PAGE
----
GPG / PGP keys for 2012

My GPG/PGP public keys for 2012, valid for one year,
also available from a keyserver near you.
Replace the “:FOO:” with “@” for proper addresses.

Personal correspondence:
– Larry Olin Horn (lohnet 2012) <>
– Fingerprint: 7970 A8CE A806 AF13 22DE 6423 516C 2C8D C143 C726

– Larry Olin Horn (ptk 2012) <>
– Fingerprint: C323 67EF 0008 B488 02C2 9D79 2123 87CC 2FDC 9E2F

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Changed phone number

Mid-year update …

My old -5954 phone number is gone as of yesterday. If you need my new new number, send me email.

… back to the cave.

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GPG / PGP keys for 2011

My GPG/PGP public keys for 2011, valid for one year,
also available from a keyserver near you.
Replace the “:FOO:” with “@” for proper addresses.

Personal correspondence:
– Larry Olin Horn (lohnet mail 2011) <>
– Fingerprint: D65E A7CA 3343 515E 5012 DF28 D501 B8A1 1673 3E32

– Larry Olin Horn (ptk mail 2011) <>
– Fingerprint: BC56 584B AF68 F88D B328 4E44 F6F4 2E1F CE64 3185

Business, Windows:
– Larry Olin Horn (winxp1 email 2011) <>
– Fingerprint: 4FC8 F2FA 95E1 CAD0 B9B0 E9E4 0401 505B 6705 B3A3

Business, when I have to use Outlook / Exchange:
– Larry Olin Horn (ptk outlook 2011) <>
– Fingerprint: 74ED 0D41 FB5F F499 AB3C 70F7 75B5 EBFE B789 12EB

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alternate email

Looks like my mail server is down; don’t know when it will be back. Use my same username in the meantime. Update: of course they resolved it right after I finally got around to posting about it.

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One hand clapping

If I asked you to “listen” silently to this page for 4’33”, would that be a copyright violation?

What if I attached a 4’33” long mp3 of silence?

If I recorded it myself, would that be a forgery or a performance?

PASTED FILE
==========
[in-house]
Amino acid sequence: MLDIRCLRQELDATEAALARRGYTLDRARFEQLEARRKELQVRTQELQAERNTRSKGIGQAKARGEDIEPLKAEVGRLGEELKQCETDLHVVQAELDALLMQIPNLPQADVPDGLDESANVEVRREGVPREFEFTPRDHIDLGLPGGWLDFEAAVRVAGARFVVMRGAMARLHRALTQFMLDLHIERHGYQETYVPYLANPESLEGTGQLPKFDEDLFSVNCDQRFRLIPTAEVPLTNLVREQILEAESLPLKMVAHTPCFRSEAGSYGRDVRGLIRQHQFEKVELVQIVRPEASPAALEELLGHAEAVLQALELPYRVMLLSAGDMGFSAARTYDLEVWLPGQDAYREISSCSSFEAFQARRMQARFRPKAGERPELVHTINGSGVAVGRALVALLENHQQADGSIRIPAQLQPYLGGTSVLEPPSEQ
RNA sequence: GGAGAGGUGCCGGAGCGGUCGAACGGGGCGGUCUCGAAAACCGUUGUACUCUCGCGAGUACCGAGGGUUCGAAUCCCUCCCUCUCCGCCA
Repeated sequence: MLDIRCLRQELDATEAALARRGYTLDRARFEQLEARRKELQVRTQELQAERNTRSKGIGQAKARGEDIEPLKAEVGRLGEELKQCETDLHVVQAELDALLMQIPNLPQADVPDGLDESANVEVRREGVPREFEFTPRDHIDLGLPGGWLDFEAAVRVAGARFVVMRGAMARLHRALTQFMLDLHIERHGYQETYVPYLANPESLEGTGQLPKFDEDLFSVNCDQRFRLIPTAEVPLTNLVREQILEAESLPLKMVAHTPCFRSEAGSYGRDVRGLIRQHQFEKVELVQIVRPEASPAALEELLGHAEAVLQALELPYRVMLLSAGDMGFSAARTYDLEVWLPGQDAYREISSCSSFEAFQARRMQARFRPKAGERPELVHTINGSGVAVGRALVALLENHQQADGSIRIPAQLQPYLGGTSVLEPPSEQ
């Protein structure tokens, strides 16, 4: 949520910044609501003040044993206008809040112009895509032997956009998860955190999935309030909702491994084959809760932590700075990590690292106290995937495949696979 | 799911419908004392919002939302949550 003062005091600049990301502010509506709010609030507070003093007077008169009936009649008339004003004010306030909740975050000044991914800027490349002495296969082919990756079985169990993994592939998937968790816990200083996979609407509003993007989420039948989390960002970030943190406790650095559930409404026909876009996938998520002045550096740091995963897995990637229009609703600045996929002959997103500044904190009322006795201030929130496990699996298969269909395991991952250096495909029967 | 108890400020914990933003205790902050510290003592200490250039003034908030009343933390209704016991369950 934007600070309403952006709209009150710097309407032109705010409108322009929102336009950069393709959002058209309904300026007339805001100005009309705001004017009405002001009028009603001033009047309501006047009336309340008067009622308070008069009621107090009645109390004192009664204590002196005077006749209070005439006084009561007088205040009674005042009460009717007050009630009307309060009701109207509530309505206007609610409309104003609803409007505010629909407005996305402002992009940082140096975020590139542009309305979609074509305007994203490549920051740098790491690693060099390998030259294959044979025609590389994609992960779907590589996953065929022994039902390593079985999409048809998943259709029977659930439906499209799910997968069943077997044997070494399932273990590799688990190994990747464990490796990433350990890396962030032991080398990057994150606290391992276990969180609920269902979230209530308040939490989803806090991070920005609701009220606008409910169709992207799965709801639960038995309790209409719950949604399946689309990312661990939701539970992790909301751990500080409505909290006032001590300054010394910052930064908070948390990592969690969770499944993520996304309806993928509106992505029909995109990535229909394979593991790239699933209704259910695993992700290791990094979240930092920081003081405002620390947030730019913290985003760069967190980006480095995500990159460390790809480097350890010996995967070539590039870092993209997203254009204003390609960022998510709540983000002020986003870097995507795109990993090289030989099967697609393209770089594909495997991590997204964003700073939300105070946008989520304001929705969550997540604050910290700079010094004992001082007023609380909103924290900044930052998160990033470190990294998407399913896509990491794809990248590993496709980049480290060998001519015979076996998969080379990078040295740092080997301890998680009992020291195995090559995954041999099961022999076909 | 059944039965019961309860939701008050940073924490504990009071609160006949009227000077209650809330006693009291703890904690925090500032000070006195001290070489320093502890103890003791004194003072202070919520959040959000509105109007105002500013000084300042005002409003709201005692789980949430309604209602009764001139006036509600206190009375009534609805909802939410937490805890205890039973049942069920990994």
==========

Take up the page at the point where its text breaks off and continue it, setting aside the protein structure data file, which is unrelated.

What if I used a kazoo instead of a piano?

Would 4’34” of silence be a derivative work?

Would 15″ of silence, accompanied with this commentary, be an acceptable use excerpt?

Would the sound of one hand clapping be the appropriate sign of appreciation?

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Time Flies

“Ethan here: Today marks the 44th anniversary of Candelstick Park tornado that struck Jackson. 57 people died and 504 people were injured.” —@16WAPTNews

I haven’t thought about that in years. My uncle was working there at the time; my aunt too, or maybe she was just visiting him. I vaguely remember them describing the experience. In any case, the “44th anniversary” part is what shocked me — I’ve been reminded that it happened nearly a half-century ago.

  Time flies like an arrow.
  Fruit flies like a banana.

I think I first saw that in a old Scientific American article about the difficulties in machine parsing of natural language. Lost in translation. A geek pun to me, since translation also refers to coordinate transformations: translation, rotation, scaling, skewing, … preserving topological equivalents across gross distortions, no tearing allowed. Ants. Moebius Strip II.

I sometimes envy those who have a sense of continuous, unbroken time. I imagine that for them events are like beads on a string, pages in a book, frames in a strip of film. Mention to them some event and they can provide context, cause and effect, sliding their finger along the curve and saying “see, this happened before, and this happened after”. The people who can always quickly answer those “where were you when such-and-such happened” questions that I hate. Steel Beach.

Like the “one, two, three, many” number concept attributed to some primitive tribes, time to me is only “today, yesterday, a while back, and a long time ago”. Time lies like pieces of a shattered mirror beneath my feet, glints and reflections, partial images fractured along random edges. Memory is a kaleidoscope filled with broken events, ever changing in random juxtaposition, tumbling in disconnected chaos. Mona Lisa Overdrive.